Land, labor, and material costs are chipping away at home building's already thin margins
Illustration: Lisa Haney
For all the worrying about a home building slump after six years of increasing revenues and numbers of homes built, 2018 proved to have a bottom line of more of the same. Year-over-year, our list of 245 Housing Giants in 2018 out-produced 2017 revenue by 11 percent and by 8 percent in homes closed and units completed. The latter number, incidentally, is more than twice the total annual increase in completions reported by the U.S. Census Bureau for the industry at large.
Some of the Giants’ biggest revenue gains came from those at the top of the charts, due at least in part to the mergers and acquisitions that took place over the last two years. With 70 percent growth year over year, Miami-based Lennar leapt to first on our list in no uncertain terms due to its merger in February of 2018 with CalAtlantic, itself a fairly recently merged company formed from Standard Pacific and Ryland Homes.
The next largest jump in the top 20, though not a close second, went to Century Communities, which moved up to No. 13 from 18. Century’s midyear purchase of Wade Jurney Homes helped the company log a 33 percent increase in revenue in 2018. Just outside the top 20 is the Clayton Properties Group, a Berkshire Hathaway company taking advantage of its deep pockets to add several more home building companies to its portfolio. Clayton realized the largest year-over-year revenue gain on the entire list with a 114 percent increase over 2017.
All in all, nearly a third of the companies on our list registered a 20 percent or more increase in revenue in 2018—not a bad showing for a still recovering industry. But that doesn’t necessarily mean home builders are putting more money in their pockets. Gross profit margins had been rising steadily since the recession, but in the latest version of The Cost of Doing Business Study from the NAHB, the annual increase was just 0.1 percent.
It’s clear that no matter how much more business there is, steep land prices and rising labor and material costs are chipping away at home building’s already thin margins. In fact, availability of land topped the list of biggest challenges anticipated by the Giants in 2019, increasing by 14 percentage points over last year and supplanting the scarcity of skilled labor. And nearly three-quarters of all respondents pointed to operational efficiencies as their biggest opportunity for 2019.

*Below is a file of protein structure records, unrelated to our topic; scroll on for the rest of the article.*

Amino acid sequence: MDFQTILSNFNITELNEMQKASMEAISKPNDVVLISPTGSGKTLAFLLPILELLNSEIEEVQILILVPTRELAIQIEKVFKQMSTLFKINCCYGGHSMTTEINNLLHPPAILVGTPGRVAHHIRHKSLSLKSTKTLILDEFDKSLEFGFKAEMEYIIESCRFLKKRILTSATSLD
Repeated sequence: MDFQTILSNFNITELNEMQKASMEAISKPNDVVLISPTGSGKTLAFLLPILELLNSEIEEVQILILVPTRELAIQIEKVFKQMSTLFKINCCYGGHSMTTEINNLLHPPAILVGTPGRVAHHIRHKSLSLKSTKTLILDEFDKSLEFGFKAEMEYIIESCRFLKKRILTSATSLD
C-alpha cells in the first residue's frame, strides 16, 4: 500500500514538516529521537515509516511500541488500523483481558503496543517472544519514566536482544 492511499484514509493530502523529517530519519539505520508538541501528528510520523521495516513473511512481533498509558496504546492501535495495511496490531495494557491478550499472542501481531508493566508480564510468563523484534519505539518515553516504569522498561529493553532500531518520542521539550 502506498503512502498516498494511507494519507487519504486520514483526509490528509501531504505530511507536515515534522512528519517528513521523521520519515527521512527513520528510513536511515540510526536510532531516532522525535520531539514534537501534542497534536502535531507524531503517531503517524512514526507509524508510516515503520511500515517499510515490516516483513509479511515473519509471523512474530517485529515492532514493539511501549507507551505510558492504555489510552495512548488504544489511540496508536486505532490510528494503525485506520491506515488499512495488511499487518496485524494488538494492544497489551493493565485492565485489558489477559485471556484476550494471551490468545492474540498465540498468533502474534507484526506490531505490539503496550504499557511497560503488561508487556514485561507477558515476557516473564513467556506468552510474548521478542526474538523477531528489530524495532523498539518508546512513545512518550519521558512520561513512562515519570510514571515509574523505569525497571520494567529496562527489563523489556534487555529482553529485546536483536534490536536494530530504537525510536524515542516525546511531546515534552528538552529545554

As part of our Housing Giants Special Report this year, we have included two articles that lay out what some companies are in the process of doing to counter both rising costs and the possibility of a housing slowdown. The first, “Easy Does It,” from senior editor Mike Beirne, describes the transition builders are making toward using “integrated” products and systems, wall panels that include insulation and air sealing, precut framing packages, precast concrete foundation walls, and other alternatives that cut steps and perhaps days out of cycle times. Acceptance of these products and methods has been slow, but seems to be taking hold.
“Stretching Out,” by contributing editor John Caulfield, offers a comprehensive look at home building companies that have diversified to minimize risk and add other streams of income. Builders have always been quick to take on different kinds of work in order to make it through the rough patches of a cyclical business or a slowing economy. But some have made these new ventures, ranging from rentals to remodeling to commercial construction and land development, into the pillars of a truly diversified operation.
Want to start branching out but think you don’t know enough about other businesses to be successful? Take a tip from ICI Homes’ CEO Mori Hosseini, whose portfolio includes a title company, realty companies, rental management, development, and land sales. “I only invest in businesses I know something about,” he says. “I don’t make shoes.”
Access a PDF of this article in Professional Builder's May 2019 digital edition